An aircraft maneuver is used to practice landing techniques by simply landing on the runway and taking off once more without coming to a full stop.
An electronic device on airplanes that generate an output code, which is used for ATC identification purposes, also known as ‘squawk’.
Small surfaces on the trailing edge of a bigger control surface are used to counteract the aerodynamic forces on the bigger control surface.
The speed of an aircraft is the speed corrected for the errors caused by altitude and temperature.
The vertical height of an aircraft above Mean Sea Level (MSL).
A sudden violent shift in airflow caused by irregular atmospheric motion.
The flight path in an airport pattern runs parallel to the runway landing direction, along the same direction the aircraft will be landing.
The weight of the items that can be taken out of the aircraft, including fuel, passengers, cargo, pilots, etc.
Universal Time Coordinated – The primary time standard used to regulate clocks and time around the world.
Approximately 20 standard terms are used to describe airspeeds important or useful to the operation of all aircraft, such as Vne speed, which means “never exceed speed” or Vmo, which means “maximum operating speeds. Each aircraft has its own unique V speed.
VERTICAL SPEED INDICATOR (VSI)
A device that provides the feet per minute (fpm) rate at which an aircraft is climbing or descending.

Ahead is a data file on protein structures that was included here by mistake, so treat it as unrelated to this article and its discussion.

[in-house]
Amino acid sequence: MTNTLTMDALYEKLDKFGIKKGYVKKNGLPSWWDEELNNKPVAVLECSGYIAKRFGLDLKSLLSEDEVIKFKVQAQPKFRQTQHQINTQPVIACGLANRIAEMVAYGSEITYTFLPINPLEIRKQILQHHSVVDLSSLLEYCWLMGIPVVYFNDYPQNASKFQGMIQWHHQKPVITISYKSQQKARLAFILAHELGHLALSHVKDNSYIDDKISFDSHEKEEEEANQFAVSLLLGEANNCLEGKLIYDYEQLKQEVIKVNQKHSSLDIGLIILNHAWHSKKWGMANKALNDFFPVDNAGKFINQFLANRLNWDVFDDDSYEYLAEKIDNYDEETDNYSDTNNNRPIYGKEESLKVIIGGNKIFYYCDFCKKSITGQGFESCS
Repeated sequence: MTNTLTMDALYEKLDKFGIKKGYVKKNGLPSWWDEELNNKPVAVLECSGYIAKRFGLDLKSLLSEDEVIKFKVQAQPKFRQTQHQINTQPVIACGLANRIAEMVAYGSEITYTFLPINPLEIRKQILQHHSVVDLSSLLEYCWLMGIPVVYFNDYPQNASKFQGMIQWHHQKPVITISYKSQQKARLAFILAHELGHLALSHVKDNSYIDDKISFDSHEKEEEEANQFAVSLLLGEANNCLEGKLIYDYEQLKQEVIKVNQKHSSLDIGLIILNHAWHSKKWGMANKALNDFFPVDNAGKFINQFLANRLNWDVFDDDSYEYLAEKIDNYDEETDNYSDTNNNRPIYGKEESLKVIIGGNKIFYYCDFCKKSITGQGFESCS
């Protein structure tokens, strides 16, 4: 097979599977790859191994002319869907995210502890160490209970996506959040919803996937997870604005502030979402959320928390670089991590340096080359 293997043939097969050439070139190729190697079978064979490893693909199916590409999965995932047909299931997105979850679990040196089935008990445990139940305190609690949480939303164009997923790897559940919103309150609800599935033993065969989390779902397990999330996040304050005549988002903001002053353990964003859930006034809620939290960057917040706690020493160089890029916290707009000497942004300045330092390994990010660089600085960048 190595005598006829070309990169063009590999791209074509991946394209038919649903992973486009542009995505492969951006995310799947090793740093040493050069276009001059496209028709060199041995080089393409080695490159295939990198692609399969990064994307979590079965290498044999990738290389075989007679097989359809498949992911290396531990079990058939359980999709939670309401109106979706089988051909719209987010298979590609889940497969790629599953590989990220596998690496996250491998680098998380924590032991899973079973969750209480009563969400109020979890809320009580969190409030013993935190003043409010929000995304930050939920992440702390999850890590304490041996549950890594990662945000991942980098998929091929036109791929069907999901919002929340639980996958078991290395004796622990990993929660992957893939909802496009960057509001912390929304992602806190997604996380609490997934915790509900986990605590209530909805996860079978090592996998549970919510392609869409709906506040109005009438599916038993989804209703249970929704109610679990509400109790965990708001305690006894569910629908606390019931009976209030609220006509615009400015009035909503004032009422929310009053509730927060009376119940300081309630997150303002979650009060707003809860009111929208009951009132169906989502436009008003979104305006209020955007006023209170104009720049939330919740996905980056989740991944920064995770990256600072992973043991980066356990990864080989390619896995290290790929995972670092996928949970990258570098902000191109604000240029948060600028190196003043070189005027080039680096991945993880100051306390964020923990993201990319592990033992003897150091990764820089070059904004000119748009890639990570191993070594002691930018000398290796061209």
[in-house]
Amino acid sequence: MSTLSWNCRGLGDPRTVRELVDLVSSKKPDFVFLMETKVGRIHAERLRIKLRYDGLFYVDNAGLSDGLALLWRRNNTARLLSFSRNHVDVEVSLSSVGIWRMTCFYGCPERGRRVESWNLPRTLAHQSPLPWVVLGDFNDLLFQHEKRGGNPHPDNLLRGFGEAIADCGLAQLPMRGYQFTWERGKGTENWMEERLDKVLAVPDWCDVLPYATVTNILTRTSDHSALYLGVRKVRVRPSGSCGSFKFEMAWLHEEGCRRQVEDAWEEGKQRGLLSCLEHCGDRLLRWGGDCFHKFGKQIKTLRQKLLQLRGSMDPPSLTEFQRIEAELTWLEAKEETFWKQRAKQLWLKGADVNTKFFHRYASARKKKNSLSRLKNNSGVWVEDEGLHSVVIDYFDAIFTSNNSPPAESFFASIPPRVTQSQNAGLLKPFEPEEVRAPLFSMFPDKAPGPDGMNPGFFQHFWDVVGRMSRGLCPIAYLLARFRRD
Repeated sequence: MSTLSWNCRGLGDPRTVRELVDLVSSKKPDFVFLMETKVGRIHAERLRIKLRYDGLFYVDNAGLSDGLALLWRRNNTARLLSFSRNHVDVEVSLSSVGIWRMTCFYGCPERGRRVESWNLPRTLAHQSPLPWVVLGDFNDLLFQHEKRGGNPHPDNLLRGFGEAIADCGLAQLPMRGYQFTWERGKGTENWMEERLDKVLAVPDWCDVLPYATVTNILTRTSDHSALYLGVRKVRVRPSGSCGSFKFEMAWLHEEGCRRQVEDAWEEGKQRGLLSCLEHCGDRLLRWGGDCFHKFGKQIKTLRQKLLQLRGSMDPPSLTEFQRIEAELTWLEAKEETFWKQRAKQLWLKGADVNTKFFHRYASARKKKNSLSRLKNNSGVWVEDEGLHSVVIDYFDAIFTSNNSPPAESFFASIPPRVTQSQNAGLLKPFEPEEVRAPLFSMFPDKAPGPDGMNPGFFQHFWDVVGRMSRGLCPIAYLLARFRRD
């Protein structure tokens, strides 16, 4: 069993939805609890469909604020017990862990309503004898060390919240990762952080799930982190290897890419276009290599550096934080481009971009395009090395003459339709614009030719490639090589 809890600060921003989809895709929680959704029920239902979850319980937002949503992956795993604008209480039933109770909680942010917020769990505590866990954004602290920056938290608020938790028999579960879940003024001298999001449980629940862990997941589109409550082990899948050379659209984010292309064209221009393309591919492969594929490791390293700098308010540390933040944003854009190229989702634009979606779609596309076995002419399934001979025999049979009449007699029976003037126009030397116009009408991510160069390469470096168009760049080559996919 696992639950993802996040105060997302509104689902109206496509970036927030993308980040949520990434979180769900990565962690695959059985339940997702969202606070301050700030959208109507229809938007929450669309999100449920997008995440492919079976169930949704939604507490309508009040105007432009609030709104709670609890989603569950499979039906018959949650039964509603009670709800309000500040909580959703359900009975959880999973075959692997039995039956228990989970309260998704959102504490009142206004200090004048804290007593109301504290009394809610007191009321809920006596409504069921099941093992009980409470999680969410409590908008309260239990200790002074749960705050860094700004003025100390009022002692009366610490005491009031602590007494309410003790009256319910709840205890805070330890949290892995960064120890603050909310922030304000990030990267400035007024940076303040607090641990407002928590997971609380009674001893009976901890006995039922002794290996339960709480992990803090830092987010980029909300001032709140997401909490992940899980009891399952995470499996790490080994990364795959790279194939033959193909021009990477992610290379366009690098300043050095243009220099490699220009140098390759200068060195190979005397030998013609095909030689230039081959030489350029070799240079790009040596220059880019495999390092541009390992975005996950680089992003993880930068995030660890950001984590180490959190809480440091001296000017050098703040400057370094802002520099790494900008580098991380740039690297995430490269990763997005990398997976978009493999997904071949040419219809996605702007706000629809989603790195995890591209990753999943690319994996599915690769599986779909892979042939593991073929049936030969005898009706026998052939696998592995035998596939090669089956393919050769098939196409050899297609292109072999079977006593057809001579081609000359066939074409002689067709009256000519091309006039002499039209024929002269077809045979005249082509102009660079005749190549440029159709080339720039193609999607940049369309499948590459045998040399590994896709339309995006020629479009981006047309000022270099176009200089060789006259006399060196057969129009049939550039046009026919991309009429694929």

VERY HIGH FREQUENCY (VHF) OMNI-DIRECTIONAL RANGE (VOR)
A short-range radio aircraft navigation system allows aircraft to receive directional information through radio signals from ground-based beacons.
VISUAL FLIGHT RULES (VFR)
Visual Flight Rules (VFR) are Regulations that define aircraft operations when pilots are able to operate using visual references.
VFR ON TOP
In the condition where IFR conditions exist, however, VFR conditions are exactly above the cloud layer.
VISUAL METEOROLOGICAL CONDITIONS (VMC)
Weather conditions describe a situation where pilots are able to operate using visual references.
A method used by pilots to steer a hang glider or paraglider whereby they push a control bar attached to the wing structure.
An aircraft with two aisles inside. The typical fuselage diameter is 16 to 20 feet.
An abrupt change in horizontal or vertical wind direction.
The movement of an aircraft around the vertical axis is characterized by the nose moving side-to-side. The rudder controls yaw.
The aircraft control devices are used by pilots for changes in attitude, as well as pitch and roll movement.
A term is synonymous with UTC (Universal Coordinated Time), which is the same as Greenwich Mean Time. Pilots file all flight plans in Zulu Time.
LETTER ON BOARDING PASS
What do the letters on your boarding pass really mean and the combination you never want to see?
You might think the technical stuff on your boarding pass is just random letters and not all that important – but it turns out each has a hidden meaning, and one is really sinister
If you’ve ever seen this on your boarding pass, you might be in trouble.
The letters are a special code that stands for Secondary Security Screening Selection and they were designed by the USA’s Transportation Security Administration (TSA) for flights using American airspace.
It means you are in the most basic class. It stands for the economy seats and is usually the cheapest one on board. If you find a Q on your pass, it means you’ve booked one of the cheapest fares and will not be eligible for a free upgrade.
An E is the class between basic and first-class – Premium Economy. Those with a C or a J on their ticket are traveling business class, either have an airline account or are frequent flyers.